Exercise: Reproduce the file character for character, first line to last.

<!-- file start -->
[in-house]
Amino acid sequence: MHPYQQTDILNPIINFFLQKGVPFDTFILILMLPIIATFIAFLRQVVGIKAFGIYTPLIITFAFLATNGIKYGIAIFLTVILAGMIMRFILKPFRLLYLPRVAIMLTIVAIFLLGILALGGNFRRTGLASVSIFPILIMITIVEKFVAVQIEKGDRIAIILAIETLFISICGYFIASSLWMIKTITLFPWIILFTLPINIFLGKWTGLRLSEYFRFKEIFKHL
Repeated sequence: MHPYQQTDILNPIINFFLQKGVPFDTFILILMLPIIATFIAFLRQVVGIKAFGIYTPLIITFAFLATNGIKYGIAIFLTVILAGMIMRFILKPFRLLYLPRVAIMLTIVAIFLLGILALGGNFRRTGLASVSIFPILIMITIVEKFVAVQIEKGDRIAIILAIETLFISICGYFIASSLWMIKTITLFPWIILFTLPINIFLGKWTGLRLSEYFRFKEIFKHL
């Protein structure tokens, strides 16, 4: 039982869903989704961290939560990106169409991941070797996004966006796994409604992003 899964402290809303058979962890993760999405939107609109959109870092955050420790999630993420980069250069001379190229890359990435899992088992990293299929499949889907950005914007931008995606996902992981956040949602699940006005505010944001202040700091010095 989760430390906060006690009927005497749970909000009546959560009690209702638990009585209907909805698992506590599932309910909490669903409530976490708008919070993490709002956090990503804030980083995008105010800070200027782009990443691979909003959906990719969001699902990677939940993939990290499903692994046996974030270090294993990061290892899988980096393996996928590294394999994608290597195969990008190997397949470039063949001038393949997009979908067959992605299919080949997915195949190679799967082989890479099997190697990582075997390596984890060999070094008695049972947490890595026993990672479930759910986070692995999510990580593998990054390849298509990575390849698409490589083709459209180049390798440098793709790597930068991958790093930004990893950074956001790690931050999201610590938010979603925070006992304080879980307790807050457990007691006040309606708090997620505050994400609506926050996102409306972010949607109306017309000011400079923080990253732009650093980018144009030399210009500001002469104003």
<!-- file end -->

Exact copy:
[in-house]
Amino acid sequence: MHPYQQTDILNPIINFFLQKGVPFDTFILILMLPIIATFIAFLRQVVGIKAFGIYTPLIITFAFLATNGIKYGIAIFLTVILAGMIMRFILKPFRLLYLPRVAIMLTIVAIFLLGILALGGNFRRTGLASVSIFPILIMITIVEKFVAVQIEKGDRIAIILAIETLFISICGYFIASSLWMIKTITLFPWIILFTLPINIFLGKWTGLRLSEYFRFKEIFKHL
Repeated sequence: MHPYQQTDILNPIINFFLQKGVPFDTFILILMLPIIATFIAFLRQVVGIKAFGIYTPLIITFAFLATNGIKYGIAIFLTVILAGMIMRFILKPFRLLYLPRVAIMLTIVAIFLLGILALGGNFRRTGLASVSIFPILIMITIVEKFVAVQIEKGDRIAIILAIETLFISICGYFIASSLWMIKTITLFPWIILFTLPINIFLGKWTGLRLSEYFRFKEIFKHL
């Protein structure tokens, strides 16, 4: 039982869903989704961290939560990106169409991941070797996004966006796994409604992003 899964402290809303058979962890993760999405939107609109959109870092955050420790999630993420980069250069001379190229890359990435899992088992990293299929499949889907950005914007931008995606996902992981956040949602699940006005505010944001202040700091010095 989760430390906060006690009927005497749970909000009546959560009690209702638990009585209907909805698992506590599932309910909490669903409530976490708008919070993490709002956090990503804030980083995008105010800070200027782009990443691979909003959906990719969001699902990677939940993939990290499903692994046996974030270090294993990061290892899988980096393996996928590294394999994608290597195969990008190997397949470039063949001038393949997009979908067959992605299919080949997915195949190679799967082989890479099997190697990582075997390596984890060999070094008695049972947490890595026993990672479930759910986070692995999510990580593998990054390849298509990575390849698409490589083709459209180049390798440098793709790597930068991958790093930004990893950074956001790690931050999201610590938010979603925070006992304080879980307790807050457990007691006040309606708090997620505050994400609506926050996102409306972010949607109306017309000011400079923080990253732009650093980018144009030399210009500001002469104003």